THE CRAWFORD FUND E-Newsletter, February 2017
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Highlights E-Newsletter
The Crawford Fund is a not-for-profit organisation that conducts activities to raise awareness of the benefits to Australia and developing countries from international agricultural research. It commissions studies on research policy and practice, and arranges specialist training activities for developing country agricultural scientists.

John AndersonWe would like to warmly welcome The Hon John Anderson AO as the new Chair of the Crawford Fund.

As an Australian farmer and former Deputy Prime Minister, John has always been a passionate supporter of agricultural research. He has been a member of the Fund’s Board since 2010 and will now replace The Hon John Kerin AM, former Minister for Primary Industries and for Trade and Development, who has retired with our sincere thanks for dedicating six years to the role.

As our new Chair, John recently opened a forum (reported below), which provided the opportunity for a national media outreach on the food security and peace nexus and other issues such as the importance of engaging young people in agriculture. Coverage included an opinion piece in The Australian newspaper, a national TV interview on ABC TV News 24, as well as national radio and rural print media coverage. You can read more about the event and additional associated media on our website.

As Chair, John hopes to engage more with the private sector and with young agricultural scientists.

“I want to spread the good news about the mutual benefit of agricultural research for farmers, and for improved trade and better environmental outcomes—and to engage more young people with passion and enthusiasm in farming and agricultural research at home and abroad.”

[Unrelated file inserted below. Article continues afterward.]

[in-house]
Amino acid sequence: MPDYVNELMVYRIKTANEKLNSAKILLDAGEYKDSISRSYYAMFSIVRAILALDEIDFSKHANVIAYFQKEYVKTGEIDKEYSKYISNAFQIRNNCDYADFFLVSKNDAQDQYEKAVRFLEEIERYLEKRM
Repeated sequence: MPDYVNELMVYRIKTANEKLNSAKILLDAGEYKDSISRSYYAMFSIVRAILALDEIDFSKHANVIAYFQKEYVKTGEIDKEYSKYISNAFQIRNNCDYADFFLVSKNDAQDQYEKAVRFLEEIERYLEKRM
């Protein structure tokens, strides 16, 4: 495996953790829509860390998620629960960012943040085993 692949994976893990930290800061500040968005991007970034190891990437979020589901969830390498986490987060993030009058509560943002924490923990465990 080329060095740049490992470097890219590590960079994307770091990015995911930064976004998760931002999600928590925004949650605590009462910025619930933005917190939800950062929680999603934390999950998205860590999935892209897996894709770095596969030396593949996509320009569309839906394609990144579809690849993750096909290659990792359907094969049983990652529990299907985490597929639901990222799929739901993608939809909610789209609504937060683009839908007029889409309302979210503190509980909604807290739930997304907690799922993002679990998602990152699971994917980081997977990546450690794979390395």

You can read more about John and his new appointment on our website.
In an attempt to better understand the connections between food security, biosecurity and regional security, the Australian Institute of International Affairs (AIIA) and the Crawford Fund co-hosted a forum on 22 February in Canberra on 'Security3: Food Security, Biosecurity and National Security in the Melanesian Arc'. The event brought together diverse perspectives from foreign affairs, aid, defence, biosecurity, agriculture and fisheries.
“The Melanesian Arc is markedly different from Africa and the Middle East," said Dr Denis Blight, CEO of the Crawford Fund. He explains that these differences occur within shifting agriculture, social and religious structures, migration and issues of climate variability.

HC Fiji"These factors, combined with population increase, declining soil fertility, fading 'subsistence affluence', 
absence of alternative industry and employment opportunities, as well as extended periods of drought, are worrying trends,” said Dr Blight.

His Excellency Mr Yogesh Punja, Fijian High Commissioner, is shown here addressing the Forum (left). Presentation slides from the event are on the AIIA website.